The Japanese yen rallied late last week along with the Nikkei stock average on hopes that the Japanese authorities had finally recognized the seriousness of their economic problems.

Recognition that there is a problem is the first step toward a cure, analysts said, but time is short.''If they wait a couple of months to do anything, the yen will start slipping again,'' said Earl Johnson, foreign exchange economist at Bank of Montreal in Chicago.

''There is some optimism that the Japanese are finally getting their act together,'' Mr. Johnson said. ''We will have to wait and see.''

The yen's strength came from expectations that additional fiscal measures will be forthcoming and a general relaxation of tension in East Asia, said Marc Chandler, senior analyst at Deutsche Bank in New York.

The ruling Liberal Democratic Party appears poised to front-load public works spending in the first half of the new fiscal year beginning April 1, Mr. Chandler said.

It also may increase or extend the temporary tax cut proposed in mid-December.

Much depends on banks

In a move that will instantly recapitalize Japan's banks, they are expected to be allowed to revalue their real estate holdings to market prices.

This could boost the unrealized profit of the banking system by as much as $46 billion, Mr. Chandler said.

''Japan's banks have not been lending, and the economy will not recover until they do,'' Mr. Johnson said. ''Revaluing the real estate will help recapitalize the banks and increase their willingness to lend.''

The whirlwind tour through Asia last week by U.S. Deputy Treasury Secretary Lawrence Summers and a team of officials from the International Monetary Fund, including Managing Director Michel Camdessus, was another stabilizing influence on the markets, analysts said. But they warned that the turmoil in Asia will continue for months, if not years. Meanwhile, Japanese officials appear to have accepted that the economic data until the end of the current fiscal year will remain poor, Mr. Chandler said.

News that department store sales in Japan fell 6.2 percent at an annual rate in December after a 5.6 percent year-on-year fall in November failed to dent the more positive sentiment for the future, he said.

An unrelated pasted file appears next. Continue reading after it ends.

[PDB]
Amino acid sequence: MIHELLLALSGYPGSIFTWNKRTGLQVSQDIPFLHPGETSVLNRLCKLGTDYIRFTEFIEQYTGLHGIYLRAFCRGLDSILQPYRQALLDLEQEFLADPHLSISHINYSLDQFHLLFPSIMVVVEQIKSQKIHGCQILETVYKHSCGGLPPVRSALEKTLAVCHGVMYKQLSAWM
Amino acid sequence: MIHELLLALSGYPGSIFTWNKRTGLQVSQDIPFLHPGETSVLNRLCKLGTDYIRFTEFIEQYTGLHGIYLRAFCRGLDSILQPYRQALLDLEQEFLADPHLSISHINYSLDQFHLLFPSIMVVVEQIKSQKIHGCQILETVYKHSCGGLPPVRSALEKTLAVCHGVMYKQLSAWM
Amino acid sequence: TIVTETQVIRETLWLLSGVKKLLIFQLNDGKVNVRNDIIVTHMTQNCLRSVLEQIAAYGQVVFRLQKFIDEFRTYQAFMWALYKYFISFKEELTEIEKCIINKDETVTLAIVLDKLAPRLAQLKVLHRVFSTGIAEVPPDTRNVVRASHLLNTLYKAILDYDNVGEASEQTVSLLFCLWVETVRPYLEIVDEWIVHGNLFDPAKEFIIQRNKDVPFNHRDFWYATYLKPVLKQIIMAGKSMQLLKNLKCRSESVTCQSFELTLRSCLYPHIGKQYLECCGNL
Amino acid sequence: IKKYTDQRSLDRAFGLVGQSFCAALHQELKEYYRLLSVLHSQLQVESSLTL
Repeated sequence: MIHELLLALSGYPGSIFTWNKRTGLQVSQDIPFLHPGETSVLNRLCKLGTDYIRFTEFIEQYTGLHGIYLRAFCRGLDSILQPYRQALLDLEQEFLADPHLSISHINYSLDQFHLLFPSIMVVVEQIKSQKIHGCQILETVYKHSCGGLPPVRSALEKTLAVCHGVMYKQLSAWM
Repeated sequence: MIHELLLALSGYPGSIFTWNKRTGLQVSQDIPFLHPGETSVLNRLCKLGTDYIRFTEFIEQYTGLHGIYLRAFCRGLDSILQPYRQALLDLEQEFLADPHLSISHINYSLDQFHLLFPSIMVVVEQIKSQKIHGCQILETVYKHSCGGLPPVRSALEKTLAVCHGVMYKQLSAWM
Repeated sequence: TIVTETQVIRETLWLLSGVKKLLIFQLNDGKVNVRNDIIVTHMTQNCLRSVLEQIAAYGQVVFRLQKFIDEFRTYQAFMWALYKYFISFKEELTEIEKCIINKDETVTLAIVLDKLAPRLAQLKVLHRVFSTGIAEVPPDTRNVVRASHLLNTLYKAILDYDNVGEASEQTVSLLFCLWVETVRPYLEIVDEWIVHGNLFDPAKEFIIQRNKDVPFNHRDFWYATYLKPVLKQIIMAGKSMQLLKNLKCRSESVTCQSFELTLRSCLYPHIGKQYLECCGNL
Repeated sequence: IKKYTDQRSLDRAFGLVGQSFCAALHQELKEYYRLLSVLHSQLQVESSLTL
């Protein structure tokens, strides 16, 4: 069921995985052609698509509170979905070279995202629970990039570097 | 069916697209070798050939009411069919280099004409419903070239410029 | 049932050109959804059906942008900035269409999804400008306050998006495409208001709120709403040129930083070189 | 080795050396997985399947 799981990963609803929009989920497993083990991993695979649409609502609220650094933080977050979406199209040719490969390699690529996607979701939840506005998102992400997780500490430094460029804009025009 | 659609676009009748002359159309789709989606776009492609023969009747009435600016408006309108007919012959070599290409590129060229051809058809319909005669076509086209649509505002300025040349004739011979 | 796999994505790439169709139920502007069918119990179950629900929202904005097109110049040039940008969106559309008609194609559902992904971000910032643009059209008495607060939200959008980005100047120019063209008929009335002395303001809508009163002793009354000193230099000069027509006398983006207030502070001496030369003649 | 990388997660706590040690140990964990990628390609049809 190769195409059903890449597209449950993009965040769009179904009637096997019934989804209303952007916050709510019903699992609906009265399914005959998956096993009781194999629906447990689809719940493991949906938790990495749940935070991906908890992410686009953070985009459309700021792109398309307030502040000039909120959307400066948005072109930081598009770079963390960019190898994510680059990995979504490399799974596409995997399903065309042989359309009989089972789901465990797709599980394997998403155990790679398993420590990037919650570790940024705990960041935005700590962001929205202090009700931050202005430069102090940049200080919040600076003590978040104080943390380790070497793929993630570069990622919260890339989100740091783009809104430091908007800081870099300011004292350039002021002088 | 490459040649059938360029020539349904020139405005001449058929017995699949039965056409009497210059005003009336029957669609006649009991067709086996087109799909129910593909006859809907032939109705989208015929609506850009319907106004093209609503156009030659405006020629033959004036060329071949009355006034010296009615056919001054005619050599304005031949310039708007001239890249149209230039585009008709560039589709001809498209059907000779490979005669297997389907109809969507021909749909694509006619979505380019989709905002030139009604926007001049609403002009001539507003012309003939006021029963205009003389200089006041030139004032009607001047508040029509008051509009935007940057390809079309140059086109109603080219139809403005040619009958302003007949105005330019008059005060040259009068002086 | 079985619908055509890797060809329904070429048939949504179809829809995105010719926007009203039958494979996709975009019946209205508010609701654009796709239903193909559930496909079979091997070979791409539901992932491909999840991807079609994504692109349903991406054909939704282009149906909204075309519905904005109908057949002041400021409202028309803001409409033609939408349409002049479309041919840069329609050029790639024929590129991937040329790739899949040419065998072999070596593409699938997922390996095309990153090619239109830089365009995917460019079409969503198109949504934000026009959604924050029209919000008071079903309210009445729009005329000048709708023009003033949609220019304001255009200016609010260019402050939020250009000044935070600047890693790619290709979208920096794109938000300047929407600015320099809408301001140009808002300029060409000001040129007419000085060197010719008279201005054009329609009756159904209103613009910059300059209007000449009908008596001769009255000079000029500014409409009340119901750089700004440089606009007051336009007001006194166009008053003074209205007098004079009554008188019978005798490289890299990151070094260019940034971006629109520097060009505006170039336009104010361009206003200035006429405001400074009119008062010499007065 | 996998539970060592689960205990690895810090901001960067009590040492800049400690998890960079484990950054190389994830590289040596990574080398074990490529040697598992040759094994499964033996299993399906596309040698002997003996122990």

Last week's strong advance propelled the yen to around 128 to the dollar, a level last seen in mid-December, when the Bank of Japan was intervening to support the yen with dollar sales.

It was interesting that the yen rose against European currencies as well, despite the fact that there was no joint intervention with the U.S. Federal Reserve. Only a week ago, the market was abuzz with talk that a joint effort was in the works to rescue the yen.

The renewed confidence in the Japanese currency is tentative at best. The rise in the South Korean stock market and currency last week contributed to the stabilization in Japan, said Bob Lynch, currency strategist at Paribas in New York.


''If Japan allows its banks to revalue their real estate, it would just be bookkeeping, but it would offset some of the problems the system will face when bad loans are recognized, if in fact it goes through,'' he said.

The troubles in Asia are not over yet, Mr. Johnson of Bank of Montreal said.

''It looks like Japan will have 1 percent growth this year if they are lucky,'' he said. ''The token steps they have taken so far are ridiculous. They need stronger stimulus,'' he said.

''And I am still skeptical about the situation in Indonesia,'' Mr. Johnson said. ''The Indonesian economy is extremely corrupt. It is one thing to pledge to do something and another thing to actually do it,'' he said.

Speculation that the Federal Reserve will ease monetary policy is premature, Mr. Johnson said.